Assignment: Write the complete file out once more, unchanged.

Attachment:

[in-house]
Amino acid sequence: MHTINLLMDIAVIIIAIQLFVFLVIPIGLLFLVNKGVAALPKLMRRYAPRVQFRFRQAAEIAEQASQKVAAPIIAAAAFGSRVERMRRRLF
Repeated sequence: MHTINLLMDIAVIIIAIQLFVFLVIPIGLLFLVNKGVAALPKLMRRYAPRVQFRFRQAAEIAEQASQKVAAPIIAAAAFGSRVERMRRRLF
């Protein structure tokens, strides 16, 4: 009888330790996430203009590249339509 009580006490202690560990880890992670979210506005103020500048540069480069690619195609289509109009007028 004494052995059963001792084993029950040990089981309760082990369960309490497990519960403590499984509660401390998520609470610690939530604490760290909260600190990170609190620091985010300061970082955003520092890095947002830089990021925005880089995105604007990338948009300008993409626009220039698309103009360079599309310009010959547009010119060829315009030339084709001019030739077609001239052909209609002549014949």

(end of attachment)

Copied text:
[in-house]
Amino acid sequence: MHTINLLMDIAVIIIAIQLFVFLVIPIGLLFLVNKGVAALPKLMRRYAPRVQFRFRQAAEIAEQASQKVAAPIIAAAAFGSRVERMRRRLF
Repeated sequence: MHTINLLMDIAVIIIAIQLFVFLVIPIGLLFLVNKGVAALPKLMRRYAPRVQFRFRQAAEIAEQASQKVAAPIIAAAAFGSRVERMRRRLF
């Protein structure tokens, strides 16, 4: 009888330790996430203009590249339509 009580006490202690560990880890992670979210506005103020500048540069480069690619195609289509109009007028 004494052995059963001792084993029950040990089981309760082990369960309490497990519960403590499984509660401390998520609470610690939530604490760290909260600190990170609190620091985010300061970082955003520092890095947002830089990021925005880089995105604007990338948009300008993409626009220039698309103009360079599309310009010959547009010119060829315009030339084709001019030739077609001239052909209609002549014949």